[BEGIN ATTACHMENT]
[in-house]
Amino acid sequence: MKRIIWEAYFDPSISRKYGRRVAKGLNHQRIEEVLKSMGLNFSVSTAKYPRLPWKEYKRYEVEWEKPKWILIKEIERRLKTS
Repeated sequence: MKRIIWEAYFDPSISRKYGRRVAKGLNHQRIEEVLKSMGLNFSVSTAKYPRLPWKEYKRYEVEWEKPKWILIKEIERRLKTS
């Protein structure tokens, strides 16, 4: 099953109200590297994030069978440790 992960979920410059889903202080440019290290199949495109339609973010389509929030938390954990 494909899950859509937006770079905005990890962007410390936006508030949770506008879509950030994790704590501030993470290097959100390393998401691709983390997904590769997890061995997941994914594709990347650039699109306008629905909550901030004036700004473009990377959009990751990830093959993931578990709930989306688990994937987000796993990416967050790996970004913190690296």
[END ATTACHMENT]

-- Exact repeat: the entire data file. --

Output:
[in-house]
Amino acid sequence: MKRIIWEAYFDPSISRKYGRRVAKGLNHQRIEEVLKSMGLNFSVSTAKYPRLPWKEYKRYEVEWEKPKWILIKEIERRLKTS
Repeated sequence: MKRIIWEAYFDPSISRKYGRRVAKGLNHQRIEEVLKSMGLNFSVSTAKYPRLPWKEYKRYEVEWEKPKWILIKEIERRLKTS
């Protein structure tokens, strides 16, 4: 099953109200590297994030069978440790 992960979920410059889903202080440019290290199949495109339609973010389509929030938390954990 494909899950859509937006770079905005990890962007410390936006508030949770506008879509950030994790704590501030993470290097959100390393998401691709983390997904590769997890061995997941994914594709990347650039699109306008629905909550901030004036700004473009990377959009990751990830093959993931578990709930989306688990994937987000796993990416967050790996970004913190690296």